On the other side of the courtroom, it was all the black suits and new haircuts of the lawyers for the logging companies and the Department of Natural Resources. A small army of them were attending the trial. To them, the issue was, well, clear cut. The State had reclassified the timber, and sold it at auction. The environmental folks,they claimed had multiple opportunities to challenge the rulings, and now, at the 11th hour, were asking the judge to issue an injunction stopping the harvest, even for a short time. However, the environmentalists saw it somewhat differently. They had formally requested changes at least three times, but not used multiple opportunities to legally challenge the rulings, and now, at the 11th hour, were asking the judge to issue an injunction stopping the logging, for a short time, until their legal challenge could be heard in court.
Clear-cutting in MMMAs signals a major change in the way DNR is treating Murrelets and is working with the environmental community. Generally speaking, when a timber sale appeal is filed, the cloud of litigation prevents BNR (the auction side of DNR) from auctioning the sale. So, they’ll hold it, wait for litigation to pass, and then put it up for auction or rescind it. This time, this did not happen. While the environmental appeal was in place, BNR went ahead with the auction and Interfor bought it. Based on previous legal precedents, this was definitely a point of law. The environmental lawyers felt that should have been sufficient for Harper to have waited a couple of weeks or ruled in their favor.
Although the injunction filed was, indeed, to stop the logging from happening starting on Saturday, the appeal on this case had been in place for several months, but DNR/BNR chose to ignore it and went ahead with the sale – leaving the environmental community no choice but to file the injunction.
What is also at stake here is that a well-respected process under the State Environmental Policy Act (SEPA) that the DNR has had in place for many years, since 1979, that allowed the environmental community to work to get it’s input through on the agency sales and cuts like these, and not been forced to spend huge amounts of time in court (for both sides).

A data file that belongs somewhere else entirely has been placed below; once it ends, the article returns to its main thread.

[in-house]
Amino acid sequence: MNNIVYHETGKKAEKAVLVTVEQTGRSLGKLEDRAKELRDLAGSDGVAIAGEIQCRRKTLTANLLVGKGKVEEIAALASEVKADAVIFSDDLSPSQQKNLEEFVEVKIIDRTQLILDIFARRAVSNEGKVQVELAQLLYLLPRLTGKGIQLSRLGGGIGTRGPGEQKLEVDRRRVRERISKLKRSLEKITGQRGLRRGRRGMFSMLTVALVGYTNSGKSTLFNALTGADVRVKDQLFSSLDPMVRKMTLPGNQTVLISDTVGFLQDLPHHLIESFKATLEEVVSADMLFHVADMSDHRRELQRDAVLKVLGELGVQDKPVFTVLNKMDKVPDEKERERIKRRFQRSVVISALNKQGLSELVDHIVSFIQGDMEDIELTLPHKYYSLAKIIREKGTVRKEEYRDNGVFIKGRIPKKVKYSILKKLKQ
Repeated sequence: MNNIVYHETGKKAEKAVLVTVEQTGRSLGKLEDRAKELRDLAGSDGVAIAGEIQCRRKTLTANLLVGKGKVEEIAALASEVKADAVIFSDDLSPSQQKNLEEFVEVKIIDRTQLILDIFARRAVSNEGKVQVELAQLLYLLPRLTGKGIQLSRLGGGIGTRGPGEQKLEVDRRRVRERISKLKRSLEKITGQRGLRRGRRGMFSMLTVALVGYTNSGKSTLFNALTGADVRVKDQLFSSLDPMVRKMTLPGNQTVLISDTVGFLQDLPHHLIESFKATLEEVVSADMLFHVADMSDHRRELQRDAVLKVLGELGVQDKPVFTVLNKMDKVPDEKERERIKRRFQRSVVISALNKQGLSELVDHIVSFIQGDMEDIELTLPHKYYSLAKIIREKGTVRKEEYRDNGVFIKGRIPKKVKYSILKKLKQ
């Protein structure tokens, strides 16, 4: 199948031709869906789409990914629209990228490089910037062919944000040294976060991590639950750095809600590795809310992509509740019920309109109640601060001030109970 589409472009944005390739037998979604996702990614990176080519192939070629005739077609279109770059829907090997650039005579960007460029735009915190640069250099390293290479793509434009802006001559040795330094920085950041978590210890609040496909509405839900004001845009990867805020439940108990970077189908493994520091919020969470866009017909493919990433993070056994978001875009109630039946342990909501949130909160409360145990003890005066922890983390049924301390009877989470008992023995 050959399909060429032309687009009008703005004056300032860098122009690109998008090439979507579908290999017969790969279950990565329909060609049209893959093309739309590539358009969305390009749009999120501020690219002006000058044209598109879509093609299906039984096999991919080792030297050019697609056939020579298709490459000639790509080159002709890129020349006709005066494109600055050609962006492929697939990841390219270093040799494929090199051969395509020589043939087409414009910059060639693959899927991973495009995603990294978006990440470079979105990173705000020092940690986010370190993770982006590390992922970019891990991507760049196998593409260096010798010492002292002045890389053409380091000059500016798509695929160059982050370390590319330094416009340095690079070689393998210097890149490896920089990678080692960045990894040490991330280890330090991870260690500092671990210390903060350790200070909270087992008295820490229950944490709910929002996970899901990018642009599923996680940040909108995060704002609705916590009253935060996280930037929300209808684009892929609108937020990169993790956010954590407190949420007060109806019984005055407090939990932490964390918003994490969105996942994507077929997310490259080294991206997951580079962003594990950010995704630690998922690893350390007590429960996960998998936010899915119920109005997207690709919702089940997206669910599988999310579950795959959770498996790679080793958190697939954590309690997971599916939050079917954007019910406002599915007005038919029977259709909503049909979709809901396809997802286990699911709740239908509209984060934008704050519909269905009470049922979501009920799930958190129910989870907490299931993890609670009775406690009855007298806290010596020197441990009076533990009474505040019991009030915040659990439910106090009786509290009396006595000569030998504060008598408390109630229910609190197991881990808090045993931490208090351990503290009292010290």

As stated by the lawyers for the environmental groups:
This emergency injunction is necessary because of DNR’s rare decision to approve and auction-off these two timber sales while they are on appeal and before the Court has had the opportunity to rule on their legality. In the past, Washington State DNR has shown respect and deference to both the legal system and citizens by postponing any timber ales that are under legal challenge until the appeals have been finally resolved. This is the second time DNR has tried to log forests in disregard to marbled murrelets; in July of 2013, the Honorable Bruce Heller of the King County Superior Court ruled against DNR in a case that bears many similarities. DNR’s appeal of that ruling was withdrawn.
This process has been summarily thrown out the window by the agency run by the man whom was funded by the environmental community, Commissioner Peter Goldmark. He found heavy backing in Democratic Jefferson County on his two runs for Commissioner of Public Lands, due to his support of environmental issues. Now, the question is being asked by many in the community, “What’s happening to Goldmark?”
Commissioner Goldmark was criticized by an article in the New York Times, just after the Oso landslide, because the environmental community had known, as had DNR that the Oso slope was a disaster waiting to happen. Rather than admit that, Goldmark had railed against ‘tree huggers’ who he claimed were rushing to judgement against his agency. This was out of character for a man who had used his position to champion environmental issues.